$10,000 in cash is the same as a $10,000 check, right? Not from the perspective of the IRS. If your business receives $10,000 in cash from a single transaction (or multiple related transactions), you’re required to report it to the IRS.
Cash payments over $10,000 require the business which receives the funds to file Form 8300 within 15 days of the transaction. The IRS shares the information reported on Form 8300 with the Financial Crimes Enforcement Network (FinCEN) which uses it to combat money laundering which finances criminal activities such as drug dealing. There is also a requirement that the business receiving the $10,000 or more has to provide the payor with a similar statement on or before January 31, of the following year.
Form 8300 requires specific information on both parties engaged in the cash transaction. It’s not enough to know your own taxpayer identification number; you also need to know the other party’s. If your business receives large cash payments, make sure to familiarize yourself with Form 8300 (and the information you’ll need to complete it) before executing large case transactions.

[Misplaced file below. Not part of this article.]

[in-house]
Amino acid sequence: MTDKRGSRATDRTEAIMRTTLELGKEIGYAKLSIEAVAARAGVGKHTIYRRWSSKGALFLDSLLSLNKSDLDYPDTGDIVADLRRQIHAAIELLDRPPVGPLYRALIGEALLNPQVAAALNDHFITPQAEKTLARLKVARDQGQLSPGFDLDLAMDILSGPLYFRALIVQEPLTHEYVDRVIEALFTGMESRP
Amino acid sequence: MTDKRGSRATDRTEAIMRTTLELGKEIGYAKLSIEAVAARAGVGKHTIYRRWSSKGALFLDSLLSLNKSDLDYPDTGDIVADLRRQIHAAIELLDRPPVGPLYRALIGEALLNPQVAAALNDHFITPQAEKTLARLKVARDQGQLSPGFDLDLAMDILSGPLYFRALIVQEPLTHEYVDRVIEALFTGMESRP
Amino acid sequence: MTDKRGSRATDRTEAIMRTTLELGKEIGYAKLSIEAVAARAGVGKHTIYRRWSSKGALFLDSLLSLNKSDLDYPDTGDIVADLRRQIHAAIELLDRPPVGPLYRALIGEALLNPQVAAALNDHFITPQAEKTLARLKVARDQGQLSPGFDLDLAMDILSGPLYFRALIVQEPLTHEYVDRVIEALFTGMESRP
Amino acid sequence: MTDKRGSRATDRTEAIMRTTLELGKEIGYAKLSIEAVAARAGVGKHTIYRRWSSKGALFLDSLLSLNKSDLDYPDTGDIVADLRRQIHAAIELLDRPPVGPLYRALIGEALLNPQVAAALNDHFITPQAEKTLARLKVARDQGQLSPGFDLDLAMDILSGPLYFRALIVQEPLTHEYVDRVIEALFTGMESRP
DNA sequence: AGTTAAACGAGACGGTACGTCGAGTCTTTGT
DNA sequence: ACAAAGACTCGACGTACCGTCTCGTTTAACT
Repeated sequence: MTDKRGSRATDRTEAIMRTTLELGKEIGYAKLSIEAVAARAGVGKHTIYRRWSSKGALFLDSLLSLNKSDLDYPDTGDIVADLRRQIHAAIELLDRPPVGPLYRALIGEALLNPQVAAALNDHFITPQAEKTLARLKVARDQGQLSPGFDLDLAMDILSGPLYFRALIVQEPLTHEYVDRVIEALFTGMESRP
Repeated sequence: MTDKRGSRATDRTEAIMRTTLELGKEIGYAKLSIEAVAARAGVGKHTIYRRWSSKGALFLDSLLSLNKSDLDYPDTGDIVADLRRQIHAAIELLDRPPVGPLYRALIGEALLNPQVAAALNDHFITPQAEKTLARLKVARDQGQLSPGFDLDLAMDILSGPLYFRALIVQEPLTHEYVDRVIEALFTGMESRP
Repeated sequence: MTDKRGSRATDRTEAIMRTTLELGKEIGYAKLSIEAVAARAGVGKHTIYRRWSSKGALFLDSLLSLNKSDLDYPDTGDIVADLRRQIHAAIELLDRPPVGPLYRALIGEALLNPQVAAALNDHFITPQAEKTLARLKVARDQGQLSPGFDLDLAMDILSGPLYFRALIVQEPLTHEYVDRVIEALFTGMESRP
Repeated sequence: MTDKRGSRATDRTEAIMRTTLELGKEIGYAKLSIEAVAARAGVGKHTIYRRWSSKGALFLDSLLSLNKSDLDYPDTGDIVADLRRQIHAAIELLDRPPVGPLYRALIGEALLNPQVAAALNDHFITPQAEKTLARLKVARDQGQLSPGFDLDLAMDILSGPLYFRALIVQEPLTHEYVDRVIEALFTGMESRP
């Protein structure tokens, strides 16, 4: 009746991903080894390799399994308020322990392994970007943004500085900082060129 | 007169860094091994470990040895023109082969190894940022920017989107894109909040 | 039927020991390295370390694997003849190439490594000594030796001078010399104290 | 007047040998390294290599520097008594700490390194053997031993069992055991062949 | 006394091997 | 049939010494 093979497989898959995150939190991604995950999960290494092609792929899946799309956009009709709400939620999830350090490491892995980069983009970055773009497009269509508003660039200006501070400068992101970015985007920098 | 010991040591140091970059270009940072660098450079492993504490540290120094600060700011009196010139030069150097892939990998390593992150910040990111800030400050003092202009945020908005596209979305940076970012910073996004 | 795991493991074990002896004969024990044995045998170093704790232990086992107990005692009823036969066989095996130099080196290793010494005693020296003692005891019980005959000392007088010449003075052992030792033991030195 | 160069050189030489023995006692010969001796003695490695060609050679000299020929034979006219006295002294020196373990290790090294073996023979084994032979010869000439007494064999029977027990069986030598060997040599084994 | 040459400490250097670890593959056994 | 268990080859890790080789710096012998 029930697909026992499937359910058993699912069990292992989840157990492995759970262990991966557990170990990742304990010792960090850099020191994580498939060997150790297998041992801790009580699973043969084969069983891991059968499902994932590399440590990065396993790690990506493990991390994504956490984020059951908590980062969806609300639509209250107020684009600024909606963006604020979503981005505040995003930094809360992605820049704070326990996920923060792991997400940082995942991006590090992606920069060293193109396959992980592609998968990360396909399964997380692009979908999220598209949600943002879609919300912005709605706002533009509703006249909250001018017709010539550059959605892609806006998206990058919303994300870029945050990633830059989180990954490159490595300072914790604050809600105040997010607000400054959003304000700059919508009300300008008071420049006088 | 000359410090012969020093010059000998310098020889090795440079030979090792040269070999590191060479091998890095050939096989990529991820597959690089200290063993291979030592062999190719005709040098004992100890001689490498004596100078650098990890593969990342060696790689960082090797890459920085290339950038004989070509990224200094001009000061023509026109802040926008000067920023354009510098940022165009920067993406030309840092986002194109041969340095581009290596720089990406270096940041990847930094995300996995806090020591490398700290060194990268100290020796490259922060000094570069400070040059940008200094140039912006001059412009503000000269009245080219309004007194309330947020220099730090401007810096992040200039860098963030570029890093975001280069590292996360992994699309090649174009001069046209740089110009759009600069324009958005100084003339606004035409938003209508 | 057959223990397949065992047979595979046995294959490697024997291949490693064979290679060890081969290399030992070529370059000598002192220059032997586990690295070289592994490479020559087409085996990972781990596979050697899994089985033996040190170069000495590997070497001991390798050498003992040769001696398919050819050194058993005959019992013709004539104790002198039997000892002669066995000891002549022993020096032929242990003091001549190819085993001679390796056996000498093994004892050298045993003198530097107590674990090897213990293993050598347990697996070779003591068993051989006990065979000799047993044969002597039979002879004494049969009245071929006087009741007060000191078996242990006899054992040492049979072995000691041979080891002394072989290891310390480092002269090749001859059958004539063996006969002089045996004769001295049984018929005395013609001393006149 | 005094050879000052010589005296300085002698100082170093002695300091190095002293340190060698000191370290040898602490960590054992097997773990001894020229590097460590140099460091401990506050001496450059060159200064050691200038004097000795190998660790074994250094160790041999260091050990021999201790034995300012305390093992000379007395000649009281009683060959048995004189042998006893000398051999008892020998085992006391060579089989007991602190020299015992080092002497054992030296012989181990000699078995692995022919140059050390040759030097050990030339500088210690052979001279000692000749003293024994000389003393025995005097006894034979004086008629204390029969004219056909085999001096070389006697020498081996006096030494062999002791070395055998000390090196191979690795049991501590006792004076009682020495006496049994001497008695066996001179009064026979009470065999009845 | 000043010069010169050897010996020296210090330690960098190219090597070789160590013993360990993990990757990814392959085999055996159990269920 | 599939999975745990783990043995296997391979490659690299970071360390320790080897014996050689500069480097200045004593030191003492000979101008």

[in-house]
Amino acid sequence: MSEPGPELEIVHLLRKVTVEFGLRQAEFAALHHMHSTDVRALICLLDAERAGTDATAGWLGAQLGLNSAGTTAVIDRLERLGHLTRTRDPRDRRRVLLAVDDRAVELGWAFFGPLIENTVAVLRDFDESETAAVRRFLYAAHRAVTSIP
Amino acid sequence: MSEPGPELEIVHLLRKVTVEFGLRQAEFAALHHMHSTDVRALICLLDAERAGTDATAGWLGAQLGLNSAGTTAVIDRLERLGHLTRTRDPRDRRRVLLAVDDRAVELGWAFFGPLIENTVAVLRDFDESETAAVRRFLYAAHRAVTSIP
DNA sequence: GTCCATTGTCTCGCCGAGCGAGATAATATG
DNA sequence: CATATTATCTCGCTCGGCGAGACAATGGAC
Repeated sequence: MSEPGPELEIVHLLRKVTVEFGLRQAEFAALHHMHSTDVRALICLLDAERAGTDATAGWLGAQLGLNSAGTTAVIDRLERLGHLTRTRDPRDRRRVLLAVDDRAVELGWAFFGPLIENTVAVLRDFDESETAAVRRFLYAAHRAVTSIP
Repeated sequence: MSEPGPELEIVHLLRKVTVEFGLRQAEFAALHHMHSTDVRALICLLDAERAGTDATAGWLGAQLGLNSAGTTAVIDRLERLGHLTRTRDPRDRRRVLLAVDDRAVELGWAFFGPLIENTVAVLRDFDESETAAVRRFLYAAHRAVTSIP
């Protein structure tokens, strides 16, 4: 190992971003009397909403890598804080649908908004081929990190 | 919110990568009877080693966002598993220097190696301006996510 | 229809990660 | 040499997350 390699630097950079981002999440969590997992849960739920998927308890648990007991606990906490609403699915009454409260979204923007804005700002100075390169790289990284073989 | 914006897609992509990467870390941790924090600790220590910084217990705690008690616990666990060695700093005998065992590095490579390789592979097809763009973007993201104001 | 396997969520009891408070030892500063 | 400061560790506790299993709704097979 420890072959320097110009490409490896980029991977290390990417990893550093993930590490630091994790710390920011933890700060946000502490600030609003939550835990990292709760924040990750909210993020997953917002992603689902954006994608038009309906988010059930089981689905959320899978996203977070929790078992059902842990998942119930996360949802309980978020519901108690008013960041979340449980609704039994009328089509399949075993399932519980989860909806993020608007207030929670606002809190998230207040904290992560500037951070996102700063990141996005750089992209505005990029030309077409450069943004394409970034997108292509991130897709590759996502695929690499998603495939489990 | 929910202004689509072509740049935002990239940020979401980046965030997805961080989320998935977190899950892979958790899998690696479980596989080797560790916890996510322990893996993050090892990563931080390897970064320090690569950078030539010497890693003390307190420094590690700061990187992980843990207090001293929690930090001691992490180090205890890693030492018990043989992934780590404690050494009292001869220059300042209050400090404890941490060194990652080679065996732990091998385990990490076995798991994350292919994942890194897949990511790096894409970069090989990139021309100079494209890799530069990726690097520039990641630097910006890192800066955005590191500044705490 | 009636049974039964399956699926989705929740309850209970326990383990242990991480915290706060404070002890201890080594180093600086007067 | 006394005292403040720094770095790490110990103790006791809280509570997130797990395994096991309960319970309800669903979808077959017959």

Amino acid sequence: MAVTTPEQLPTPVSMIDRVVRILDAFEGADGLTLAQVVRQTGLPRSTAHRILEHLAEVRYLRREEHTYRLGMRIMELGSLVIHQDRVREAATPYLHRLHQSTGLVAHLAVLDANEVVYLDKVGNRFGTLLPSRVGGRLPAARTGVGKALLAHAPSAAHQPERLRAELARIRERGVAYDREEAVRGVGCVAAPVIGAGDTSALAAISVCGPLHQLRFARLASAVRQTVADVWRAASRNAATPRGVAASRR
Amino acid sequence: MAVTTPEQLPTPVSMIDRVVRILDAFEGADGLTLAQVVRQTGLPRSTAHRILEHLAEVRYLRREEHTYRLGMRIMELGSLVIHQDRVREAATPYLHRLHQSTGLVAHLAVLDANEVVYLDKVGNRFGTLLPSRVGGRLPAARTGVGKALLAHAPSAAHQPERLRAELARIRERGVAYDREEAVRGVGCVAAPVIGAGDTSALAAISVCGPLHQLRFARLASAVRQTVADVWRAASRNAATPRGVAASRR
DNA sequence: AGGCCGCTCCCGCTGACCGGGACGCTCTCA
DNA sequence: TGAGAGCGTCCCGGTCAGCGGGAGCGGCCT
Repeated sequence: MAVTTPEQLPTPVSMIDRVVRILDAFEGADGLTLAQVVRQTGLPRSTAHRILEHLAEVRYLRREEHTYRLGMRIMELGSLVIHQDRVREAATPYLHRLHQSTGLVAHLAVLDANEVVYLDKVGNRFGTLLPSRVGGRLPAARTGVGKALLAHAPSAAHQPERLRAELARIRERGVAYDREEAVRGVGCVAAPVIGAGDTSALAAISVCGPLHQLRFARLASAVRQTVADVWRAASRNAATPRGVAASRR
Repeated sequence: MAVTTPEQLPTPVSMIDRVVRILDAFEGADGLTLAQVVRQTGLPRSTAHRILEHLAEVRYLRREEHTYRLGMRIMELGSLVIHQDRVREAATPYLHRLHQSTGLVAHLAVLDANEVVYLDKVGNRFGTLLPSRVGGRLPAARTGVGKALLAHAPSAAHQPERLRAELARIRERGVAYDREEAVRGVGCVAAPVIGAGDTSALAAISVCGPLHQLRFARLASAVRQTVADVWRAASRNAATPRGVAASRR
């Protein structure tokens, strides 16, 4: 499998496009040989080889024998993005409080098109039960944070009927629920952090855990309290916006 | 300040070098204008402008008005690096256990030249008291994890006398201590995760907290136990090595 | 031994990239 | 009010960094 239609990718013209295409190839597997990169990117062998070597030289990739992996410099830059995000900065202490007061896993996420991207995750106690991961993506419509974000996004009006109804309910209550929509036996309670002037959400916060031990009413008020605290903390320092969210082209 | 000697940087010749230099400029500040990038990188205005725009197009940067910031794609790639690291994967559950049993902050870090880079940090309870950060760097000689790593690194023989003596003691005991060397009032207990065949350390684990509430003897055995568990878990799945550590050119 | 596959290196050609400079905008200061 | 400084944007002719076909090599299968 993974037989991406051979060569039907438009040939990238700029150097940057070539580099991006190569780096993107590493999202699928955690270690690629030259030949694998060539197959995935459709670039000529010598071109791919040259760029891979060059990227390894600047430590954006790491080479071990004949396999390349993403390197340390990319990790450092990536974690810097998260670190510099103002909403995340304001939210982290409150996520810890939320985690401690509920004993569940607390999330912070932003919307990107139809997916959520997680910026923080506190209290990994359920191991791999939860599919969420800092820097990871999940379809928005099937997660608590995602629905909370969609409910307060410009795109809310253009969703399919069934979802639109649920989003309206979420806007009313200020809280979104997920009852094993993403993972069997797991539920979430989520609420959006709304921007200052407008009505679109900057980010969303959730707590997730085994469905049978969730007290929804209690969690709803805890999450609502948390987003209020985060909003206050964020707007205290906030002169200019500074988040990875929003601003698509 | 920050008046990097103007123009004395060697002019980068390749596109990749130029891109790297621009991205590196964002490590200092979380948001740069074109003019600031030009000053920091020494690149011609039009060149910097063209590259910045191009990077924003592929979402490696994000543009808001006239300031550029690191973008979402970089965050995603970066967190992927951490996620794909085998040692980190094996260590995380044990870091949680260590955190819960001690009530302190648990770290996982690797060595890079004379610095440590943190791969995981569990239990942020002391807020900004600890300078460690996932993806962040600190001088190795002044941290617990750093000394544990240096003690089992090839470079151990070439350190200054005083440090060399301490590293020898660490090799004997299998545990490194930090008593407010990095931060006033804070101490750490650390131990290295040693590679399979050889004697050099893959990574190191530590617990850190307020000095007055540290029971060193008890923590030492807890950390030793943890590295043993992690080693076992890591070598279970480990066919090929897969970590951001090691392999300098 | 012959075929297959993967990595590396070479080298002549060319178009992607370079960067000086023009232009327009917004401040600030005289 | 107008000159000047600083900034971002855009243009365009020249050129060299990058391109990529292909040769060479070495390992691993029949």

Form 8300 may seem like one more administrative headache, but it’s a headache that can’t be avoided. If you intentionally or willfully disregard the Form 8300 cash reporting requirements, you could face a minimum penalty of $25,000.
Consult your tax professional immediately before or after the transaction (remember the 15 day filing rule) to determine if your business needs to file Form 8300.
Contact our Ohio Tax specialists
Does your business receive (or make) large cash payments? Is the requirement to report on Form 8300 new to you? Worried that previous unreported payments could land you in hot water with the IRS or FinCEN? Contact Rea & Associates for assistance in sorting out your payment history and becoming compliant. Our Ohio tax specialists will review your payment history and prepare correct 8300s. We’ll get you compliant so you can get back to watching your business, not your back.